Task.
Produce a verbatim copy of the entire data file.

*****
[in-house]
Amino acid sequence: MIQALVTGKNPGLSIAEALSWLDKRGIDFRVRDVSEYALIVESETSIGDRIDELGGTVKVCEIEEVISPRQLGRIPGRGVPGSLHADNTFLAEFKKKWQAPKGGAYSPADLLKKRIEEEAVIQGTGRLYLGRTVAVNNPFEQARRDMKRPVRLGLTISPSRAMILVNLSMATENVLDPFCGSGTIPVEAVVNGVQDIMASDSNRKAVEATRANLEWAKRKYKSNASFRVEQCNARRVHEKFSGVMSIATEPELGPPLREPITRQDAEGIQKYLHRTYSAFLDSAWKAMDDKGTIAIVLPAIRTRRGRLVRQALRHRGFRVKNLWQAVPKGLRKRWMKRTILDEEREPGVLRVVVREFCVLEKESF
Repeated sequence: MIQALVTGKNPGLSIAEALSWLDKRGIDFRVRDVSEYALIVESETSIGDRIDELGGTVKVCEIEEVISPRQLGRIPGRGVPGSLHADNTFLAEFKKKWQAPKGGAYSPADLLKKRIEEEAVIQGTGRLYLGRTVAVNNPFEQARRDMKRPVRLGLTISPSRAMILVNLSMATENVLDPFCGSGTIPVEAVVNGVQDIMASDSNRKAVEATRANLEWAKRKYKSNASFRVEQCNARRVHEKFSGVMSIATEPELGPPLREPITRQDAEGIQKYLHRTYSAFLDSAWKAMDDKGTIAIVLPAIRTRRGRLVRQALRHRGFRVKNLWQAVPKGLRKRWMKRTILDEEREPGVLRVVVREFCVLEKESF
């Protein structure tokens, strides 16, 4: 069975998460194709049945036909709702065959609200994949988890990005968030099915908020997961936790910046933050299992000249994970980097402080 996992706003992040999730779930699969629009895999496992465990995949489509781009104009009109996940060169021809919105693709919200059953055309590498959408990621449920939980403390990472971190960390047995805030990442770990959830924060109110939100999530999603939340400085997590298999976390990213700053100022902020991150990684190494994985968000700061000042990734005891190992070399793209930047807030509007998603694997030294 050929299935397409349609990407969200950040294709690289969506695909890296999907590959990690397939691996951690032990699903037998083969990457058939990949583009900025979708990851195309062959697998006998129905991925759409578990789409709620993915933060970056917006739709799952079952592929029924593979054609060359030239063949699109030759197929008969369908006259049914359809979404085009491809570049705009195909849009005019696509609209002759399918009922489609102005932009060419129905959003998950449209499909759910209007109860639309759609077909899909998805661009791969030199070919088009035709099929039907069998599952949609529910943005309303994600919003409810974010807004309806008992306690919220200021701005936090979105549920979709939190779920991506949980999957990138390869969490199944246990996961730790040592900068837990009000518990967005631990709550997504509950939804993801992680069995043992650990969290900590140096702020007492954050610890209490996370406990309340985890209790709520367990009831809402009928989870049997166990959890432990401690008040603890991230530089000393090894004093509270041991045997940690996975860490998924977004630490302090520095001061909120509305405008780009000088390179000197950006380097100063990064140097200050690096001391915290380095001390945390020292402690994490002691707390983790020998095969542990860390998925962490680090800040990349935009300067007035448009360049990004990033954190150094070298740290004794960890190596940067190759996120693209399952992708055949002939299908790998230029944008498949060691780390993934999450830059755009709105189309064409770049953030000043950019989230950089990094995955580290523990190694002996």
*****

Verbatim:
[in-house]
Amino acid sequence: MIQALVTGKNPGLSIAEALSWLDKRGIDFRVRDVSEYALIVESETSIGDRIDELGGTVKVCEIEEVISPRQLGRIPGRGVPGSLHADNTFLAEFKKKWQAPKGGAYSPADLLKKRIEEEAVIQGTGRLYLGRTVAVNNPFEQARRDMKRPVRLGLTISPSRAMILVNLSMATENVLDPFCGSGTIPVEAVVNGVQDIMASDSNRKAVEATRANLEWAKRKYKSNASFRVEQCNARRVHEKFSGVMSIATEPELGPPLREPITRQDAEGIQKYLHRTYSAFLDSAWKAMDDKGTIAIVLPAIRTRRGRLVRQALRHRGFRVKNLWQAVPKGLRKRWMKRTILDEEREPGVLRVVVREFCVLEKESF
Repeated sequence: MIQALVTGKNPGLSIAEALSWLDKRGIDFRVRDVSEYALIVESETSIGDRIDELGGTVKVCEIEEVISPRQLGRIPGRGVPGSLHADNTFLAEFKKKWQAPKGGAYSPADLLKKRIEEEAVIQGTGRLYLGRTVAVNNPFEQARRDMKRPVRLGLTISPSRAMILVNLSMATENVLDPFCGSGTIPVEAVVNGVQDIMASDSNRKAVEATRANLEWAKRKYKSNASFRVEQCNARRVHEKFSGVMSIATEPELGPPLREPITRQDAEGIQKYLHRTYSAFLDSAWKAMDDKGTIAIVLPAIRTRRGRLVRQALRHRGFRVKNLWQAVPKGLRKRWMKRTILDEEREPGVLRVVVREFCVLEKESF
């Protein structure tokens, strides 16, 4: 069975998460194709049945036909709702065959609200994949988890990005968030099915908020997961936790910046933050299992000249994970980097402080 996992706003992040999730779930699969629009895999496992465990995949489509781009104009009109996940060169021809919105693709919200059953055309590498959408990621449920939980403390990472971190960390047995805030990442770990959830924060109110939100999530999603939340400085997590298999976390990213700053100022902020991150990684190494994985968000700061000042990734005891190992070399793209930047807030509007998603694997030294 050929299935397409349609990407969200950040294709690289969506695909890296999907590959990690397939691996951690032990699903037998083969990457058939990949583009900025979708990851195309062959697998006998129905991925759409578990789409709620993915933060970056917006739709799952079952592929029924593979054609060359030239063949699109030759197929008969369908006259049914359809979404085009491809570049705009195909849009005019696509609209002759399918009922489609102005932009060419129905959003998950449209499909759910209007109860639309759609077909899909998805661009791969030199070919088009035709099929039907069998599952949609529910943005309303994600919003409810974010807004309806008992306690919220200021701005936090979105549920979709939190779920991506949980999957990138390869969490199944246990996961730790040592900068837990009000518990967005631990709550997504509950939804993801992680069995043992650990969290900590140096702020007492954050610890209490996370406990309340985890209790709520367990009831809402009928989870049997166990959890432990401690008040603890991230530089000393090894004093509270041991045997940690996975860490998924977004630490302090520095001061909120509305405008780009000088390179000197950006380097100063990064140097200050690096001391915290380095001390945390020292402690994490002691707390983790020998095969542990860390998925962490680090800040990349935009300067007035448009360049990004990033954190150094070298740290004794960890190596940067190759996120693209399952992708055949002939299908790998230029944008498949060691780390993934999450830059755009709105189309064409770049953030000043950019989230950089990094995955580290523990190694002996």